Once the epoxy begins hardening, it's much trickier to remove air bubbles, though entirely possible.

For information on removing air bubbles and similar blemishes from cured epoxy, take a look at our guide here.

FAQ #3: What about applying a seal coat before the epoxy pour? Will that prevent the air bubbles entirely?

Applying a seal coat of epoxy onto your substrate before the main flood coat is highly recommended to reduce the amount of air bubbles that show up. However, it's unlikely to fully prevent air bubbles from manifesting.

What the seal coat does do is massively reduce the number of air bubbles that show up after a flood coat. This not only makes it easier to remove the few that do remain, but also allows some of the air to escape on its own, further lessening the effort needed to get that iconic finish.

For seal coat applications, our Primaloc Bar & Table Top Epoxy is a perfect choice.

At Primaloc, we employ both methods in our projects, beginning with the seal coat, then applying the flood coat and using heat to remove any air bubbles present. This is the best way to ensure a crystal-clear finish for your epoxy.

A wooden epoxy bar top.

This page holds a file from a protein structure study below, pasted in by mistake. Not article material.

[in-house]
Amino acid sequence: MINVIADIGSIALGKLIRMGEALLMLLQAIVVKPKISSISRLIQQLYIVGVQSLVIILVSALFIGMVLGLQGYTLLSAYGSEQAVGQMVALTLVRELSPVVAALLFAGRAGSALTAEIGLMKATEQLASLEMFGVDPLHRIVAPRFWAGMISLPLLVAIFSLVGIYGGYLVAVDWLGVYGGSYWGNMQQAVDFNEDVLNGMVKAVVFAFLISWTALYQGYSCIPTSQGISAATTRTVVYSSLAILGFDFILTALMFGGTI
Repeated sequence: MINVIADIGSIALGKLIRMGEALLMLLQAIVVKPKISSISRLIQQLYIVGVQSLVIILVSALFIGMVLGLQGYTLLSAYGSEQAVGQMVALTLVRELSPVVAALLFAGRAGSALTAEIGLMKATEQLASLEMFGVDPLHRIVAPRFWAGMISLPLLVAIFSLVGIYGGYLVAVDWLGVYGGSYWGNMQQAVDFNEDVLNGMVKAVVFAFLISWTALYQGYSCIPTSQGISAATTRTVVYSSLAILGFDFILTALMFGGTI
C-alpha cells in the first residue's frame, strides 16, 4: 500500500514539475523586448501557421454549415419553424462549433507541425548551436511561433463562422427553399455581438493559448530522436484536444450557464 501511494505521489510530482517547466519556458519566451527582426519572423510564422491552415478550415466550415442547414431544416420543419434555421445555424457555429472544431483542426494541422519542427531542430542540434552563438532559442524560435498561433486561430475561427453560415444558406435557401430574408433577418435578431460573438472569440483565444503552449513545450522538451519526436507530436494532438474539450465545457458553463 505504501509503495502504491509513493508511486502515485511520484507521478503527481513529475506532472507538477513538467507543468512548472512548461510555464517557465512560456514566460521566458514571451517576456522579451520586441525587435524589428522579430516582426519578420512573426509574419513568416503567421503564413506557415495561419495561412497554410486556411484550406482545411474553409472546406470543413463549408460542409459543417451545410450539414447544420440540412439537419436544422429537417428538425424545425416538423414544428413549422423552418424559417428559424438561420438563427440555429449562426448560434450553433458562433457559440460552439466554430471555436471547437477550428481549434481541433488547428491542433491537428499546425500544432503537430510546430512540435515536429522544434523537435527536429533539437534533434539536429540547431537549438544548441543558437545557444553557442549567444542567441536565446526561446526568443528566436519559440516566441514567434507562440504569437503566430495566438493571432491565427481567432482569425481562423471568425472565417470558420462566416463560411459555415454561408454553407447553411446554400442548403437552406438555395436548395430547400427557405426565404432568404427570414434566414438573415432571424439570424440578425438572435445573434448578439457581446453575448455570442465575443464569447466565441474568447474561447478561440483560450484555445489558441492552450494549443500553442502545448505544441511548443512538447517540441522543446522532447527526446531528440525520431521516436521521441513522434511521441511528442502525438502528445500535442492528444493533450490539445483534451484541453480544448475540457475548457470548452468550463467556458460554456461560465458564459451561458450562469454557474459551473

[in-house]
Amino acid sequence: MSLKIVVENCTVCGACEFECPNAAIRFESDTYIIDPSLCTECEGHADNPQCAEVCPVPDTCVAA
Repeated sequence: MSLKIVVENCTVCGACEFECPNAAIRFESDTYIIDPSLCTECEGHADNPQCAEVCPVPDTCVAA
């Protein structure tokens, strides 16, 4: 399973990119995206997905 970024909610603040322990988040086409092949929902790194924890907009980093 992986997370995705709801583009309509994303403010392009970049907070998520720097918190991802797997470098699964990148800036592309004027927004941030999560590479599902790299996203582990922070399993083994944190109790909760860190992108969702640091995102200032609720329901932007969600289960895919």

Primaloc Epoxy: Premium Epoxy for Premium Results

When it comes to epoxy resin, Primaloc Epoxy gets the job done. Our epoxy resin is premium-grade, with high performance in every category, including:

  • Unmatched Strength: A Primaloc finish won't buckle, even under high pressure.
  • Long-Lasting Resilience: Primaloc epoxy lasts for many years with minimal care, and can endure high-traffic environments with ease.
  • A Crystal-Clear Coating: With its pristine, transparent appearance, looking at a cured Primaloc coating is like peering through a window.

Epoxy resin can be beautiful, strong, and long-lasting—which is why you shouldn't compromise on quality. With Primaloc Epoxy Resin, you get the ultimate finish in durability and visual appeal.

Protect your surfaces by giving them a rock-solid epoxy finish. Choose strong. Choose reliable. Choose Primaloc.